Greek Notions of the Past in the Archaic and Classical Eras: History Without Historians
Edinburgh University Press, 2012 - 378 Seiten
This volume in The Edinburgh Leventis Studies series collects the papers presented at the sixth A. G. Leventis conference organised under the auspices of the Department of Classics at the University of Edinburgh. As with earlier volumes, it engages with new research and new approaches to the Greek past, and brings the fruits of that research to a wider audience. Although Greek historians were fundamental in the enterprise of preserving the memory of great deeds in antiquity, they were not alone in their interest in the past. The Greeks themselves, quite apart from their historians and in a variety of non-historiographical media, were constantly creating pasts for themselves that answered to the needs - political, social, moral and even religious - of their society. In this volume eighteen scholars discuss the variety of ways in which the Greeks constructed de-constructed, engaged with, alluded to, and relied on their pasts whether it was in the poetry of Homer, in the victory odes of Pindar, in tragedy and comedy on the Athenian stage, in their pictorial art, in their political assemblies, or in their religious practices. What emerges is a comprehensive overview of the importance of and presence of the past at every level of Greek society.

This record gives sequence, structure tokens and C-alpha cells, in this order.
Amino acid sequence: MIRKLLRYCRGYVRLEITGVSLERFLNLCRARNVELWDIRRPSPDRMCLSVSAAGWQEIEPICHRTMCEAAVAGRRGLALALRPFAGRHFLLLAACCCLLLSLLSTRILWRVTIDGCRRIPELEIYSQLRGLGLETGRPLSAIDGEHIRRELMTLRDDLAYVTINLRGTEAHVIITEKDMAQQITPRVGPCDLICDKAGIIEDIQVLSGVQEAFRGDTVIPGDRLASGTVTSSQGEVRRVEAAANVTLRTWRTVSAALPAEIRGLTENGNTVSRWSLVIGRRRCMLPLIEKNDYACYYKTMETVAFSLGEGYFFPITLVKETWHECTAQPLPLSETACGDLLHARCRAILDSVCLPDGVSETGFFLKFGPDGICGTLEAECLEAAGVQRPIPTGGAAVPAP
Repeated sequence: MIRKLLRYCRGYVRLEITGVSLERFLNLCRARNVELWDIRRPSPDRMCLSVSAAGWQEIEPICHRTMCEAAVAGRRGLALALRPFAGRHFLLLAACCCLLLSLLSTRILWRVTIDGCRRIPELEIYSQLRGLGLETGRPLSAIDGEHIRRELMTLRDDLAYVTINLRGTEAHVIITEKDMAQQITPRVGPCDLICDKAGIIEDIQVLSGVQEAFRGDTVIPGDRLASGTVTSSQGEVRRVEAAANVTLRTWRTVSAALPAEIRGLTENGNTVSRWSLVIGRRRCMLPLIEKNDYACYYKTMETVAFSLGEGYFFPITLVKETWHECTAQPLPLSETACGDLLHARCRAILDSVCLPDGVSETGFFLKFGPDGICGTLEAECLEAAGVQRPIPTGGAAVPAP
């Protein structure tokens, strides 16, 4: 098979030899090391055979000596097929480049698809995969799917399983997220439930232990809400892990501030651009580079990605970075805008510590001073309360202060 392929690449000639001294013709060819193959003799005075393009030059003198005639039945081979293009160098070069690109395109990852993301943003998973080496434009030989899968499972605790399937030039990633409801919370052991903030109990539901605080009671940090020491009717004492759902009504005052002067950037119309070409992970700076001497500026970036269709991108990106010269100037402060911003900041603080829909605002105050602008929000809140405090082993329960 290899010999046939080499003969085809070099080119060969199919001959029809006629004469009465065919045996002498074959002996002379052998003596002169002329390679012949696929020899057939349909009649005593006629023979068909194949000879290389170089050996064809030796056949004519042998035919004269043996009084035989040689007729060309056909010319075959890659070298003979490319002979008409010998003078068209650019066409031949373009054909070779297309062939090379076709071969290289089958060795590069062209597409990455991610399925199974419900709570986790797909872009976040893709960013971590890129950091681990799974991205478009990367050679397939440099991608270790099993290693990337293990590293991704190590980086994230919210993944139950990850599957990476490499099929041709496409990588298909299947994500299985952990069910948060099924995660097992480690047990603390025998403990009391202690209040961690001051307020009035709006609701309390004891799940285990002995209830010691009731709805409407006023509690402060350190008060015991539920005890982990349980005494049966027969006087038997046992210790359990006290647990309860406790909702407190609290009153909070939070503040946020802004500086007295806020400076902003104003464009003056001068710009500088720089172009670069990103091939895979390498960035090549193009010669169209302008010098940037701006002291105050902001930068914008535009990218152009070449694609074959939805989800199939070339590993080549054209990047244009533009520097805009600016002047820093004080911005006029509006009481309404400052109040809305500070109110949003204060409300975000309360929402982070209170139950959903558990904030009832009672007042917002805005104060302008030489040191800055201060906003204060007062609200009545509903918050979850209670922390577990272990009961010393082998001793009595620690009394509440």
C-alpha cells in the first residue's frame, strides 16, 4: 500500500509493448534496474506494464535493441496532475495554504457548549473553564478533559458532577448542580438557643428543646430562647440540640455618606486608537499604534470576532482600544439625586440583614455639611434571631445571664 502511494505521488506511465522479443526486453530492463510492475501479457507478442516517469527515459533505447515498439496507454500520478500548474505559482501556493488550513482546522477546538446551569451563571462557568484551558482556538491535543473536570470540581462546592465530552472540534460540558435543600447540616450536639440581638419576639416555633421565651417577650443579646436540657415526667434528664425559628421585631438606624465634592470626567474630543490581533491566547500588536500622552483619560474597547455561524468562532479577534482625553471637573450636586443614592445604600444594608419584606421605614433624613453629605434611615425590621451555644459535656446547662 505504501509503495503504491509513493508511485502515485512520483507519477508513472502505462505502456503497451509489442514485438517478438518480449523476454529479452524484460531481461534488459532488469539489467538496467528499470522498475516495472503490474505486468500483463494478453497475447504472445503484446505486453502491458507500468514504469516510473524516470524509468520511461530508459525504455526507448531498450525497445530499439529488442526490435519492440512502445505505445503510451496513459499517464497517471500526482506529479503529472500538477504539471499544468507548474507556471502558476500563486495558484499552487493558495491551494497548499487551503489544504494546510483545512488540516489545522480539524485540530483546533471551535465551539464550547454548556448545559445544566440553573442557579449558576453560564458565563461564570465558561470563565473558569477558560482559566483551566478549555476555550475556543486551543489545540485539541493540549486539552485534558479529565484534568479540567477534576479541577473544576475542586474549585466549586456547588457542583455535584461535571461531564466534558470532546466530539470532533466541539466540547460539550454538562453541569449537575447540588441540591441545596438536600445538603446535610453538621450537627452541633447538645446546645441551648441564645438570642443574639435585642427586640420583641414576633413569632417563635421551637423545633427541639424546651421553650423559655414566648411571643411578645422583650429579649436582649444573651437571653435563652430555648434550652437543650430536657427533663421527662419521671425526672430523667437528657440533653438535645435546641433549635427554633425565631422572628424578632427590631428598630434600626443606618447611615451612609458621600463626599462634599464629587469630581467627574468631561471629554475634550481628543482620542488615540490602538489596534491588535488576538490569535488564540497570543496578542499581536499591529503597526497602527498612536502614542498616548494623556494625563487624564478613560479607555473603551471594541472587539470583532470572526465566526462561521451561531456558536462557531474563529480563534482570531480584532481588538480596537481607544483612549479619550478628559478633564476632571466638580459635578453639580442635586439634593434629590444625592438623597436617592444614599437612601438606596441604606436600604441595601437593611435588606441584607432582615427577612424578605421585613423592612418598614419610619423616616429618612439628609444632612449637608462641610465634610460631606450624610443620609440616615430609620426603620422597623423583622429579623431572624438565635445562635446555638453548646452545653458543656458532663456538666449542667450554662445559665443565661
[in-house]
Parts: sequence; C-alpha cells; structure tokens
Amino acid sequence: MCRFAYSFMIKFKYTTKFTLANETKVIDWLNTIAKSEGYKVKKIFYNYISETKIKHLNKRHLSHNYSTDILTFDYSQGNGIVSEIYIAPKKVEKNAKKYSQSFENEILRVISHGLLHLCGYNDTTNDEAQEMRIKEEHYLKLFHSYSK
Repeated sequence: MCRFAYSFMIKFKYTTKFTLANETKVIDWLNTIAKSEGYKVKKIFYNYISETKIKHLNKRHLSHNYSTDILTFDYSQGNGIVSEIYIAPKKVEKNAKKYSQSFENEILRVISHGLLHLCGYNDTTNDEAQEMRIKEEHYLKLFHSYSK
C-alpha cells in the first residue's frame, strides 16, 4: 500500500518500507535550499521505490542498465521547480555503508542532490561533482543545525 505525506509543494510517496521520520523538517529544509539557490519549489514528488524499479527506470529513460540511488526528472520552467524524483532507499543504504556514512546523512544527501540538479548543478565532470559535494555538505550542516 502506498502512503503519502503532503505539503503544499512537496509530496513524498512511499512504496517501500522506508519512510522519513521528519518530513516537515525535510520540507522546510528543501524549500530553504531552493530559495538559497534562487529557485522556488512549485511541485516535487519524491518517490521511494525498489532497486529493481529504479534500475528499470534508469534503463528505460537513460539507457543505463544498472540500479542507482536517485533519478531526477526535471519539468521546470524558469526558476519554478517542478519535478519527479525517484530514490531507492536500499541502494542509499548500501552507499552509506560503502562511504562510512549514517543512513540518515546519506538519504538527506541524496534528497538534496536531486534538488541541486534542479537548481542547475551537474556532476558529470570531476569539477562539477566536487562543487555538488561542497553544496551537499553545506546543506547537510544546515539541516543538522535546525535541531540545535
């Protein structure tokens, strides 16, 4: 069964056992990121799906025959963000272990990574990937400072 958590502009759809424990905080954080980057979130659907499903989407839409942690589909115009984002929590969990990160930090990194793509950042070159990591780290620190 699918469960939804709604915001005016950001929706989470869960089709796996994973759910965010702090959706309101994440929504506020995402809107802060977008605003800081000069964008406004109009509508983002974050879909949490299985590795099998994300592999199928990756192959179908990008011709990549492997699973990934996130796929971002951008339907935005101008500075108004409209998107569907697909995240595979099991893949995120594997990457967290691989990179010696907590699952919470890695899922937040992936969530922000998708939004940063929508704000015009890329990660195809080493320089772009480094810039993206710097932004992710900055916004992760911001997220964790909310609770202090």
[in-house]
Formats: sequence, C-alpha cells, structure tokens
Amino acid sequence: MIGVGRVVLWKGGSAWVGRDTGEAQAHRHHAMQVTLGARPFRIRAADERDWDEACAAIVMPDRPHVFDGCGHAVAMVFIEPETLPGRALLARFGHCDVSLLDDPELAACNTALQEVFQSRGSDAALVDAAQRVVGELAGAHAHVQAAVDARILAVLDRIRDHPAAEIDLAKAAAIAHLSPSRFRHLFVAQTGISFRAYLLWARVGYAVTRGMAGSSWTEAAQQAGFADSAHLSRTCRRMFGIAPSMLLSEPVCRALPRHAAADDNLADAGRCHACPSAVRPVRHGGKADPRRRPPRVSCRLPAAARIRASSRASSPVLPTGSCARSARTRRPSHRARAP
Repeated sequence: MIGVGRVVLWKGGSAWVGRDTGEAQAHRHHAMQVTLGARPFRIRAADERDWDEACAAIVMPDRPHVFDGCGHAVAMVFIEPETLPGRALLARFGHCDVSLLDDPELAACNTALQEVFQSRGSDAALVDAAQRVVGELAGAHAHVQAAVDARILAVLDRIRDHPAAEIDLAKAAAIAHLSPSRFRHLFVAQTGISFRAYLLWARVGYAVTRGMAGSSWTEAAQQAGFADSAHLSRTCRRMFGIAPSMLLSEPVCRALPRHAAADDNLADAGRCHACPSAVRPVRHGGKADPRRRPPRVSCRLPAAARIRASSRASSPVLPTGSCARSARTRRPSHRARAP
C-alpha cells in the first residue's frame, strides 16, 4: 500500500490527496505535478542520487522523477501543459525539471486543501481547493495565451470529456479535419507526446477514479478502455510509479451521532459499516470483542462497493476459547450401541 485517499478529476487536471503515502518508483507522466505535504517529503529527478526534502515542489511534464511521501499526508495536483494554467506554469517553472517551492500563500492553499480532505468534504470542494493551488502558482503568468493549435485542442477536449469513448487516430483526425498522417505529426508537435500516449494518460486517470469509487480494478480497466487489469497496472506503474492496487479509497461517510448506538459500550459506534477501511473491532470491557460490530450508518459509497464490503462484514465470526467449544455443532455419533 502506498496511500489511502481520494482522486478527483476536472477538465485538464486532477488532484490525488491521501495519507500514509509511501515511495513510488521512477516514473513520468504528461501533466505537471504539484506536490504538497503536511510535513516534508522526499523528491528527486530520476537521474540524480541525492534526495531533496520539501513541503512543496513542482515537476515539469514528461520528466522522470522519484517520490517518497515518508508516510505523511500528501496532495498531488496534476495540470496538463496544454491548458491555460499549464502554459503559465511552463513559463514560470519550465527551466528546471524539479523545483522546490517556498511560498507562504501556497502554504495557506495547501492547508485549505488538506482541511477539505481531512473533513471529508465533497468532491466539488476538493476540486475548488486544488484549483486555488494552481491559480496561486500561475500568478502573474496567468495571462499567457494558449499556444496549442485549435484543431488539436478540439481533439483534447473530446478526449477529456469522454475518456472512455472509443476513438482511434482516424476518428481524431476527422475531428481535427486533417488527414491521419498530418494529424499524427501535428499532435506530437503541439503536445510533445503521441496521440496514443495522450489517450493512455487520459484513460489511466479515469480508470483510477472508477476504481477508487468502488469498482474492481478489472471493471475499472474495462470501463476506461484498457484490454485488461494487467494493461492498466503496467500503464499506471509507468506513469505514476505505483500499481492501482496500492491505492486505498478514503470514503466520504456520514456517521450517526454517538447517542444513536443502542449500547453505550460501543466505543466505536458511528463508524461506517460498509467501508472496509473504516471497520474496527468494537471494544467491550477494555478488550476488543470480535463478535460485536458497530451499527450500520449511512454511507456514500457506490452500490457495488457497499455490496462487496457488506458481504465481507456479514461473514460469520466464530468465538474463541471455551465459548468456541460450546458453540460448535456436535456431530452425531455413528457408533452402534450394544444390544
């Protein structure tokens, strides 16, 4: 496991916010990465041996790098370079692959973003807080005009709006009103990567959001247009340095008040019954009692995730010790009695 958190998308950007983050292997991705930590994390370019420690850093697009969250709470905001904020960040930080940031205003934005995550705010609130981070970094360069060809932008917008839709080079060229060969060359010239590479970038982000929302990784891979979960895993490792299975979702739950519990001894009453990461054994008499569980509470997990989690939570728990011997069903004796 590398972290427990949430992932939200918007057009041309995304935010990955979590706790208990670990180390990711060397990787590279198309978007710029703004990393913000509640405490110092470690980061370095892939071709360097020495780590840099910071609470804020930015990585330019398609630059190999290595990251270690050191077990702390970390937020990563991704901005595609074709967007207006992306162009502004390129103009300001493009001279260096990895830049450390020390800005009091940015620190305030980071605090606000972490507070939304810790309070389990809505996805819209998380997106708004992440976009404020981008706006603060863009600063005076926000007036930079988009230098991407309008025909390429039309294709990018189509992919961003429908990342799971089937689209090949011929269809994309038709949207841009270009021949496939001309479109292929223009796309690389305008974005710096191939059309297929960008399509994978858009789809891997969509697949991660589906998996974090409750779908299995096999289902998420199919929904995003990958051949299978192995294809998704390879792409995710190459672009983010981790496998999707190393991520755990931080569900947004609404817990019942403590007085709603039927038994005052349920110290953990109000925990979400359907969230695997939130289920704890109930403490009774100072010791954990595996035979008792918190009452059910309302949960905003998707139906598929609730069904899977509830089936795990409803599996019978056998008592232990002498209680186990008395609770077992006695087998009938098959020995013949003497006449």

In the final chapter the three discussants present at the conference (Simon Goldhill, Christopher Pelling and Suzanne Saïd) survey the contributions to the volume, summarise its overall contributions as well as indicate new directions that further scholarship might follow.
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